February 17, 2017      3 min read

Inventory management is essentially a variety of techniques, tools and technologies that a business uses to manage and control their inventory. The way that it’s utilized and implemented ranges from simple right through to complex. It depends on the needs and scope of the business and the capabilities and functionality of the management software used.

For all inventory-centric businesses, inventory management software is an essential and valuable tool. It is what controls the flow of stock in and out, it maintains the correct inventory levels for all items and stock, it allows access to sales data and analytics, and is how businesses set individual safety-stock requirements.

In a nutshell, everything that is related to inventory falls under the umbrella of inventory management, and thus, inventory management software. This includes a business’ manufacturing processes, ordering and invoicing, logistics, customer sales, and even warehouse management, to name a few.

In a sense, inventory and its management forms the lifeblood of a business – it is what drives sales, which in turn drives profitability. Unsurprisingly, many businesses invest a lot of capital in getting the best inventory management software and staff.

In a very real way, how well a business manages its inventory can have a significant impact upon its overall success. The benefits of a highly optimized and efficient inventory management system can be huge. Equally, the opposite is also true – many businesses have failed largely due to the continuing mismanagement of their inventory.

By way of an introduction to the foundations, let’s take a closer look at the basics of inventory management software.

Control and command

A large part of inventory management has always been about controlling inventory. This includes tracking inventory from its initial delivery to once it’s sold and sent to the customer. Inventory management software is the way in which a business can accurately keep track of each item of their stock.

The next logical step for businesses was to develop the ability to, via inventory management software or systems, manually command that stock did certain things. This is most commonly seen when a business wants to send an item to another branch or warehouse, perhaps to fill an order that that location can’t fill due to a stock-out.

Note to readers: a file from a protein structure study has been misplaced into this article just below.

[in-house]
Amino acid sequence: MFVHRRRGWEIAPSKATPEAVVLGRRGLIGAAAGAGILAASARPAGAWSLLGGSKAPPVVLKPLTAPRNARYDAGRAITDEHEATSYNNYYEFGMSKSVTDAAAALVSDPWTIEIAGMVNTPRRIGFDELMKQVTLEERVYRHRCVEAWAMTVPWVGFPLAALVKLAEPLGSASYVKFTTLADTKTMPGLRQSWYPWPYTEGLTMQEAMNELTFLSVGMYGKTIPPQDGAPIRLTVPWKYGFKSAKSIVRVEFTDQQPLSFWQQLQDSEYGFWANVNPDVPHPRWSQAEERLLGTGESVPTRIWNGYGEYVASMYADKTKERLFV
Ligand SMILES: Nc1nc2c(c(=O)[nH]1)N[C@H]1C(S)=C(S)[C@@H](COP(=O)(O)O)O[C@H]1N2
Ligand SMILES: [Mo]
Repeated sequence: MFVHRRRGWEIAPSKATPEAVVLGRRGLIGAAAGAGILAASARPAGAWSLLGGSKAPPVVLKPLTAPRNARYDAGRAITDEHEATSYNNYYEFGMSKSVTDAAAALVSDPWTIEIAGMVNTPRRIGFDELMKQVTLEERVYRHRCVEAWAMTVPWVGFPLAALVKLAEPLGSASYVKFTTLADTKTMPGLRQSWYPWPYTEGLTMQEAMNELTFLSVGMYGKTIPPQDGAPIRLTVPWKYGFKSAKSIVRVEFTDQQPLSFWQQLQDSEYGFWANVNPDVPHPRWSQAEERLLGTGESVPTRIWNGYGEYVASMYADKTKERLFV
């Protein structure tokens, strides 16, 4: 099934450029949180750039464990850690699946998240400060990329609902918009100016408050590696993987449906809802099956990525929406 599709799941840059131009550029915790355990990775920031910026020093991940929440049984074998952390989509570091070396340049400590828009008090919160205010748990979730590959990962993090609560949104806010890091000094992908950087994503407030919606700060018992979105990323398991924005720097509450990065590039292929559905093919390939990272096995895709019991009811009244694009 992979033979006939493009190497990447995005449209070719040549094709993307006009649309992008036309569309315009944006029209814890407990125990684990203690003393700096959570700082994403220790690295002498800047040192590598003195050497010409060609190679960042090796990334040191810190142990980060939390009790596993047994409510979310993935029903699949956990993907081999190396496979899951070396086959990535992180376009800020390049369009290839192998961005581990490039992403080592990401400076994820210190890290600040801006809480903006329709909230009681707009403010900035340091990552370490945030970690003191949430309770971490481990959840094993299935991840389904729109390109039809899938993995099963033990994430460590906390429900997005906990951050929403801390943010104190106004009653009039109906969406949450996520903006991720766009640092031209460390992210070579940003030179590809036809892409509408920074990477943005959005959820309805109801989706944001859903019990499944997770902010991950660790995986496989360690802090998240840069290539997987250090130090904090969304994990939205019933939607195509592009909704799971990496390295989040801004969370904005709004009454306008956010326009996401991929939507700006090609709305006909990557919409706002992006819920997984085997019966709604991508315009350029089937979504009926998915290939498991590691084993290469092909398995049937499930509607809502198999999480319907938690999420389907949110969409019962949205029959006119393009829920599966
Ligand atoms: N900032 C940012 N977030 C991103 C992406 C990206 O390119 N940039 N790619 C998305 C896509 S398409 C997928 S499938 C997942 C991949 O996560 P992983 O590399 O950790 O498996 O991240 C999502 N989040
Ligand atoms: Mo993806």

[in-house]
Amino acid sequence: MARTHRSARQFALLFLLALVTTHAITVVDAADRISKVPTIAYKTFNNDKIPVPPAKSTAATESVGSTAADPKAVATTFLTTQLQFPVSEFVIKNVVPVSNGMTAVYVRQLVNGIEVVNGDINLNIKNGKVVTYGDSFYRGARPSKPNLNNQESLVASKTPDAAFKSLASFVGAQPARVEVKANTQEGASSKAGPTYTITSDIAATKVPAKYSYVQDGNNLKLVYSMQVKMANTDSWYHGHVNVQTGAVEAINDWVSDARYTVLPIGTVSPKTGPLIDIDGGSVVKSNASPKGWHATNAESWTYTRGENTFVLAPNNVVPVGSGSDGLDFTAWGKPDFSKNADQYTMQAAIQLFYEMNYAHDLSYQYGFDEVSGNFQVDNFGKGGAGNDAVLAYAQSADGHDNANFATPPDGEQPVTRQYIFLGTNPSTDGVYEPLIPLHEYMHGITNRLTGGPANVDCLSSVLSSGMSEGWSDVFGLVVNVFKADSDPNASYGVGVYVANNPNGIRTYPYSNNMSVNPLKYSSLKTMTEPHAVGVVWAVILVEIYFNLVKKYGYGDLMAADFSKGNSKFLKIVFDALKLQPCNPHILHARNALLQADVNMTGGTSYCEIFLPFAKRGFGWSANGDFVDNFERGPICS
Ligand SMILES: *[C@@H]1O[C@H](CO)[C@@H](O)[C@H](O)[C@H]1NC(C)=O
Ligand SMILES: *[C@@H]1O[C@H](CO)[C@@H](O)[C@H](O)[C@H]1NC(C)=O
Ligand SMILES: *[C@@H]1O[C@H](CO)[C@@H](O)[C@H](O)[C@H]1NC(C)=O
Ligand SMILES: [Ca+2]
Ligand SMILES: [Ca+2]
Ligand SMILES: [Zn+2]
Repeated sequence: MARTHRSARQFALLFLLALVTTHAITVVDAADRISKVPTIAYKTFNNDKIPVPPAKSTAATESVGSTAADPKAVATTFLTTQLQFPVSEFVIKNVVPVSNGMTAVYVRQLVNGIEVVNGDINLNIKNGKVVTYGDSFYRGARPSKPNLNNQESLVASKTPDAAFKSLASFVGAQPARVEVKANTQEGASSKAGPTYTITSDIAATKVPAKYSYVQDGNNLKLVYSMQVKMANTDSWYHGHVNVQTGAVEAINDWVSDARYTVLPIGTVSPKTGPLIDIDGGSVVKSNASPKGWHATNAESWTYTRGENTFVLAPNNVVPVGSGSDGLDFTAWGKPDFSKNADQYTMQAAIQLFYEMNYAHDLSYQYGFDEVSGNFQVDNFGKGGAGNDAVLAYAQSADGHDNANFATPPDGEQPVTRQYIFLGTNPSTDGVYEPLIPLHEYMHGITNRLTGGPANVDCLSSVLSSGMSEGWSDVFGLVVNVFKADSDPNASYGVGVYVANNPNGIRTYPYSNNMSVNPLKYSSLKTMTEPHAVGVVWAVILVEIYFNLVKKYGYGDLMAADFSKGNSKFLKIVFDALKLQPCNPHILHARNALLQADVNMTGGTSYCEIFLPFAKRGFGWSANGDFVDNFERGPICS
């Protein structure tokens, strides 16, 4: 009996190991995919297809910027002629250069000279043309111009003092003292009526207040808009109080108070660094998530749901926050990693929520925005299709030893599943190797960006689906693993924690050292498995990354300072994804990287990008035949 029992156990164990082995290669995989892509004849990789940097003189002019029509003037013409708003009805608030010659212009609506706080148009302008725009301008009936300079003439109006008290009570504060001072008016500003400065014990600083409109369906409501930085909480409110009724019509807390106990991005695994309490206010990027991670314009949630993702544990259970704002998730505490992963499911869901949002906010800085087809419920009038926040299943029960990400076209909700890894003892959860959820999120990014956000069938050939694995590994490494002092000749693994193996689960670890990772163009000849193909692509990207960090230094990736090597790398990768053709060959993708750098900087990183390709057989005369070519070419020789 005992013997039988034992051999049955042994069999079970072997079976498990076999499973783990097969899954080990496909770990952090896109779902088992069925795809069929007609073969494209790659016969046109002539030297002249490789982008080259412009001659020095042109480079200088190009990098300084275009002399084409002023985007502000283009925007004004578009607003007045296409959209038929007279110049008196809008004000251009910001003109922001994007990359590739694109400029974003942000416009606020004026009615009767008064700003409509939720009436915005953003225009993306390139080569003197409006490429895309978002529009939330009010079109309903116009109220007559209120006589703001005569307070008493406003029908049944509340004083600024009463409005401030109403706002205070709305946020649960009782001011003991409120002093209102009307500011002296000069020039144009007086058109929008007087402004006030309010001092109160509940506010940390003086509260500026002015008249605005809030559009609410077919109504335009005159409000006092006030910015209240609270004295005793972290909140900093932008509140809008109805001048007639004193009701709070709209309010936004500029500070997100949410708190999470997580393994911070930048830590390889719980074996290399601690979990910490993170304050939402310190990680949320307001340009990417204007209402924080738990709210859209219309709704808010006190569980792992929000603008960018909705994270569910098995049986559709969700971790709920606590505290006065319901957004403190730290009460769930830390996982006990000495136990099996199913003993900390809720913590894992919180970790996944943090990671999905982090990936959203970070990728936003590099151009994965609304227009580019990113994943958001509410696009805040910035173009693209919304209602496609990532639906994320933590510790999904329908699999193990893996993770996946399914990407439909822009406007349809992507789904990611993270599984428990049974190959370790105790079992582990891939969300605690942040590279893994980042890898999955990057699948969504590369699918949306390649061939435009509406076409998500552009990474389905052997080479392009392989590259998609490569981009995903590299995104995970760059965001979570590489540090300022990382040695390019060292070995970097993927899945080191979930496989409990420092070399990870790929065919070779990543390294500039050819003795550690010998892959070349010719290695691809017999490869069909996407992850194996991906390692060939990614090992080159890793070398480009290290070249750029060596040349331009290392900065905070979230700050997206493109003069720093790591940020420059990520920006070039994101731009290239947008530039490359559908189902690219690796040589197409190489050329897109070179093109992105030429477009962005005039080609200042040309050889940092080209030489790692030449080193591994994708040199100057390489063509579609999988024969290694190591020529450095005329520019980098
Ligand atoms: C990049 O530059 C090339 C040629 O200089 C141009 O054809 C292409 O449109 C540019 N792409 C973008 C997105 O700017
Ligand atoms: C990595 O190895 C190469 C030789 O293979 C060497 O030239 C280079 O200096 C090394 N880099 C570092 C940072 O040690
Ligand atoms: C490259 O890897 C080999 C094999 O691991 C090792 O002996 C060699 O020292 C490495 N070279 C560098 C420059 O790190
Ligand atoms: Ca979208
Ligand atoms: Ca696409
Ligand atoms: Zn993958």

Visibility and access

Another important feature that inventory management provides to businesses, is to make every item of inventory visible within the supply chain. This is supremely important for businesses with a complex and varied amount of inventory. If an individual item, or group of items, needs to be found – let’s say to enact a product recall – then visibility is key.

Inventory management solutions provide ways for a business to search for an individual item and find exactly where it is, right down to where it’s stored in the warehouse and what its barcode or serial number is.

Data and analytics

Important for sales forecasting, but also for a variety of other reporting functions, inventory management provides businesses with a wide range of real-time data and analytics. Depending on the platform used – some provide more detail than others – businesses can request reports on almost anything to do with their supply chain. The number of items sold within a certain time frame, the amount of a specified product currently on hand at all locations, or the length of time that certain products were stocked before selling. Within reason, there are no limits to what data can be accessed with inventory management software platforms.

Technology and innovation

One of the most exciting things about inventory management software, especially now, is how flexible it is regarding new technologies and innovation. Barcode and mobile technologies are now a standard part of many business’ operations, something which is made possible via the use of good software.

It isn’t uncommon now, especially with the rise of cloud computing, to see warehouse managers, sales and even logistics staff using mobile devices to enter and access inventory information in real-time, and from any location. Where once a staff member would need to sit at one of the onsite, linked PCs in order to access the management systems, many inventory management platforms are now completely mobile and portable.

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